In my current adventures in Australia I’m travelling by car so have enough space to bring my monitor – which I’d highly recommend if possible. A lot of my work involves analysing datasets in Excel which is quite tricky with just my laptop screen, and definitely affects my productivity. I also have a folding laptop stand that is light, strong and sturdy and would highly recommend. You can buy it from Amazon here.

I’ve also been carrying around a portable camping table (see photo above) which has been really useful when my girlfriend and I need to work in the same place (we’ll take turns between using the ‘desk’ and dining table).

I also recommend bringing a couple of cushions with you (one to actually sit on, and another smaller one to act as a lumbar support). It can really make a difference to your posture and comfort when you’re sitting for long periods on dining table chairs.

Extension leads and powerboards are essential! Bring at least a couple each so that you can set up your work station in the best spot.

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Use a schedule – and be disciplined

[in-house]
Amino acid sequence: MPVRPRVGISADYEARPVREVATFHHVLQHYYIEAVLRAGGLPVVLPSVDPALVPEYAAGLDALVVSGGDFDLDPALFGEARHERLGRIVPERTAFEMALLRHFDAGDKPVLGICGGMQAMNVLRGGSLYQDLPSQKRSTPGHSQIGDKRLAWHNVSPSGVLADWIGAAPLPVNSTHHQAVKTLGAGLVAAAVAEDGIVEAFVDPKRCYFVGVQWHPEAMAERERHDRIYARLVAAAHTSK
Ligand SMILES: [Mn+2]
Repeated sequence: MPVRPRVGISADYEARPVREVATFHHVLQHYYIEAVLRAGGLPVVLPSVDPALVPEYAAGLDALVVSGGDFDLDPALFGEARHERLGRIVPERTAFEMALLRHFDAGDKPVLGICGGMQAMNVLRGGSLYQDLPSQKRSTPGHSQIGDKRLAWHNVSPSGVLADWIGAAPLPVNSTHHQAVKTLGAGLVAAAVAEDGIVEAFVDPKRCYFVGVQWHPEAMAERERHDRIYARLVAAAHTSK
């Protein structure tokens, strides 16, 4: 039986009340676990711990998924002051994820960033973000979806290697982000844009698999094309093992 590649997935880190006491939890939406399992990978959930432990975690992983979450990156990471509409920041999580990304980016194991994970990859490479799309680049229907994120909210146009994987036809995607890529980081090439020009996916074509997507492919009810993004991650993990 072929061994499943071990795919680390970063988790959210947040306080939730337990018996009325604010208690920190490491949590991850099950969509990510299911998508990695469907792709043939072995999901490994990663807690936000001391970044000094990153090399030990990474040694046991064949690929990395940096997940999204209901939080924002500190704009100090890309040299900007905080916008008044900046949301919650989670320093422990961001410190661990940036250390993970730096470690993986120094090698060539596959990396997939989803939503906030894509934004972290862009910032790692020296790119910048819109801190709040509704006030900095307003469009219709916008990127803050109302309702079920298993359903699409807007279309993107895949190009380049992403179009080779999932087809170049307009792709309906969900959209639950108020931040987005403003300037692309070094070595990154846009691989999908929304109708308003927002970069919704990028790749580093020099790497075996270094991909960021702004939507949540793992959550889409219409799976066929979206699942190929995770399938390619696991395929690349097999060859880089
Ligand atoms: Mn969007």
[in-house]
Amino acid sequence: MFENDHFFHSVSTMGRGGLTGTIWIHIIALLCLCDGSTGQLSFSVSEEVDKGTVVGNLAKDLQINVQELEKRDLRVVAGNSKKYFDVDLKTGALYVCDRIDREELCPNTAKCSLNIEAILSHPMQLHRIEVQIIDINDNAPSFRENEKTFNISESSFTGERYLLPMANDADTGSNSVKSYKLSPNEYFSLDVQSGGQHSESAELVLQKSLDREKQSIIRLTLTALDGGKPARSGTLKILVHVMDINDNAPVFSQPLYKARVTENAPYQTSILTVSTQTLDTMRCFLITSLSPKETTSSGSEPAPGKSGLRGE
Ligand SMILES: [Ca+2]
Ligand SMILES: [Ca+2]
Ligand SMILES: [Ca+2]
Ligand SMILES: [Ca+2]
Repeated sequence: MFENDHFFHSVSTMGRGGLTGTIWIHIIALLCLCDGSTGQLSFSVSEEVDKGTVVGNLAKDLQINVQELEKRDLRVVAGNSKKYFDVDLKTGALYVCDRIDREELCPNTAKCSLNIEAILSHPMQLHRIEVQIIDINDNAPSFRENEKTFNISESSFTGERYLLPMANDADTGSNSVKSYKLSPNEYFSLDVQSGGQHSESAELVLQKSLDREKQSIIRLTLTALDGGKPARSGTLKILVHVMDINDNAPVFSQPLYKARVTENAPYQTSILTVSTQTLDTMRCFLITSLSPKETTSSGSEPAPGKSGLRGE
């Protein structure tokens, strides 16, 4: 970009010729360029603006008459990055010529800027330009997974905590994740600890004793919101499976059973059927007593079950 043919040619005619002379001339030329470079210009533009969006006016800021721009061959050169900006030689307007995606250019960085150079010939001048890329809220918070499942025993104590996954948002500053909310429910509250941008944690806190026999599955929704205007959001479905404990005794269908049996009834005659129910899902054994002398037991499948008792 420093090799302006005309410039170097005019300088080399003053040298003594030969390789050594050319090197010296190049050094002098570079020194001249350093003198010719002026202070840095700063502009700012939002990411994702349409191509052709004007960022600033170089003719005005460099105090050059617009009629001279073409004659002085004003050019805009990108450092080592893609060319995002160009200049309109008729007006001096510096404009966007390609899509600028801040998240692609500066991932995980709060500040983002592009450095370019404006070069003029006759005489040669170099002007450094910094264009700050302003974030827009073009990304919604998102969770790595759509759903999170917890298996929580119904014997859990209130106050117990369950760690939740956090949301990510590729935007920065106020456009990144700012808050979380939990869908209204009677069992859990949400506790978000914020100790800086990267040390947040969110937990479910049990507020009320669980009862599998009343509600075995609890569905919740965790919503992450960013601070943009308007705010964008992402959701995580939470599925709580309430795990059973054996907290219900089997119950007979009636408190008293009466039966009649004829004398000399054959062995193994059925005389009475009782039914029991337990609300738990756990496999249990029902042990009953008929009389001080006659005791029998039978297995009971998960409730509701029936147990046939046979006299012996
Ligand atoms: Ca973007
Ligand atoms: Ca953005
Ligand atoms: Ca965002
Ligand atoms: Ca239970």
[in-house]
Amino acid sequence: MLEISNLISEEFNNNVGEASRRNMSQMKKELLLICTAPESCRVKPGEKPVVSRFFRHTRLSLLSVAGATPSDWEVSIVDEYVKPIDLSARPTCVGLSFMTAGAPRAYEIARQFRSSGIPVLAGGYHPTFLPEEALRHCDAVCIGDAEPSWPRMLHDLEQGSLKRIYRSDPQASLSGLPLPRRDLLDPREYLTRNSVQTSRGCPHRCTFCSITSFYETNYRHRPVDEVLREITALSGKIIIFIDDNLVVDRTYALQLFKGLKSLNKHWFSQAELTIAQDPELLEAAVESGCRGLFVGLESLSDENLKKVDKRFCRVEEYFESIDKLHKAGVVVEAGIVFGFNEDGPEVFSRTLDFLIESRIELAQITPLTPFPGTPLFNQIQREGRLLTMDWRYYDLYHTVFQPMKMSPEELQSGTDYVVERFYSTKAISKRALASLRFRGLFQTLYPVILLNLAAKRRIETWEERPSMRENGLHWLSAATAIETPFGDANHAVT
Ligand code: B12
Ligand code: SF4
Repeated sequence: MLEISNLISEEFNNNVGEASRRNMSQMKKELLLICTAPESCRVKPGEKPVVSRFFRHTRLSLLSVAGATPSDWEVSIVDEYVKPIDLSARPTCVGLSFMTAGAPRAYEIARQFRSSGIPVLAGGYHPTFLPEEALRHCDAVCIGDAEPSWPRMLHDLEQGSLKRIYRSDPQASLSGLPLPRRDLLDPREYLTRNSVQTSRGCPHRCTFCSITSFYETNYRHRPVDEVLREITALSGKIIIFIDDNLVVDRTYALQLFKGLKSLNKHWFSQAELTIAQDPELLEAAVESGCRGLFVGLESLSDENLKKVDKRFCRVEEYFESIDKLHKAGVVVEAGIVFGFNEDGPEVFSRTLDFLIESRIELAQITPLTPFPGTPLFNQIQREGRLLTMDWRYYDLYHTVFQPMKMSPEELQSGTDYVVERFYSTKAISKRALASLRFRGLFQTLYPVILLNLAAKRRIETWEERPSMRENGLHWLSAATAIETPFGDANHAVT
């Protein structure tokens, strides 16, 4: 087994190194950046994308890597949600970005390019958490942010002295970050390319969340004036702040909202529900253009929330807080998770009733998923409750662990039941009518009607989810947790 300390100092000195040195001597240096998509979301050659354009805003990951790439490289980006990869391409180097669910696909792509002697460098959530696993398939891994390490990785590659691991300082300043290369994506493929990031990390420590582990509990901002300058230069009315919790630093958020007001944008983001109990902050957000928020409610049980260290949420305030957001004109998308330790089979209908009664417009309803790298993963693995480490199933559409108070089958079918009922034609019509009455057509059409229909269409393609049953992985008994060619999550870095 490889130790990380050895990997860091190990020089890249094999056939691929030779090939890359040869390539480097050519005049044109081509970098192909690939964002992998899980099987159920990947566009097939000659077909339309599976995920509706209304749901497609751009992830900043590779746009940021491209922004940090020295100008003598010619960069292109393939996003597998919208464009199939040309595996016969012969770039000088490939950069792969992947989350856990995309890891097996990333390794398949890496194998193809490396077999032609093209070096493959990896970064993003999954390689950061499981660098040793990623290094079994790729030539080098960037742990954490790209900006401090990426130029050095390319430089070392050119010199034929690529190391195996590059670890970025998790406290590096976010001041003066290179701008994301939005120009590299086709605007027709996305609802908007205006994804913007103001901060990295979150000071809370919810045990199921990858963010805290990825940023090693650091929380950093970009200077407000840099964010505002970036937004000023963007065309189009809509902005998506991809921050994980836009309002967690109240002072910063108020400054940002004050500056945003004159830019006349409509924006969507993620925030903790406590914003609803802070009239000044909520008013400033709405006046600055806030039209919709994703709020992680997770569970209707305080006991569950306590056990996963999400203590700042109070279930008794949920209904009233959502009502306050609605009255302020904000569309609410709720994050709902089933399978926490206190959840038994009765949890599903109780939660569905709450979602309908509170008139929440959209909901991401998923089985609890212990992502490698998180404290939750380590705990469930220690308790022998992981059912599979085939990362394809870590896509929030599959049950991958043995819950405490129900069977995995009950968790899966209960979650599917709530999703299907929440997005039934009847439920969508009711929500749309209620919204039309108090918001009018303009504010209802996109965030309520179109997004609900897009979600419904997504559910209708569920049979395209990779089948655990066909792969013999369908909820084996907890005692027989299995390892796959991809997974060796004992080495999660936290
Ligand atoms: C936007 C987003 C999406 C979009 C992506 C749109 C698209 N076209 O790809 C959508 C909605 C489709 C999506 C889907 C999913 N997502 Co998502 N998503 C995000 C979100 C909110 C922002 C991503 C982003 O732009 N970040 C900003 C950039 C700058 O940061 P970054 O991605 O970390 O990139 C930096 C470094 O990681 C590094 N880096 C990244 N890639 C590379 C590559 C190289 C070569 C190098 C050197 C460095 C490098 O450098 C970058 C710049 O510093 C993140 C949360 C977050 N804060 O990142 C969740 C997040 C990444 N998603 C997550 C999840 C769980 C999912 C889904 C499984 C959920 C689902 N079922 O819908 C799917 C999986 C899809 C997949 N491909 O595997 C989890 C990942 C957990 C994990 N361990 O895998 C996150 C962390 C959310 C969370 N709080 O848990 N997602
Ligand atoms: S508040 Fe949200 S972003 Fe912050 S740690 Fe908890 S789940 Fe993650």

One of the most difficult things about working remotely is being disciplined about work. When Mecha and I were in Byron bay, we’d look at the surf cams and be tempted to head out whenever it looked good, but this definitely affected our productivity. Being British, I have an intrinsic desire to make the most of every second of sunlight in case it disappears any moment (not much danger of that up here in Noosa) so I find it difficult to sit inside when it’s a beautiful day. As I mentioned above, though it’s important to be realistic about where you can be productive – and sitting outside in the sun isn’t ideal.

We’re now being much more disciplined about how we spend our time. We have three potential schedules depending on how the surf looks. Here’s an example:

6am – Wake up, check the surf cams. Coffee and breakfast (if not surfing)
6.30 – If the surf is good, we’ll be surfing if not we’ll have started work
9am – If we went for a surf, we’ll be back home and working by this time
1pm – Stop for lunch. Sit in the sun for a while or go for a walk and get a coffee
2pm – If we didn’t surf in the morning, we’ll check again now. If it’s good we’ll go. Otherwise we’ll go back to work.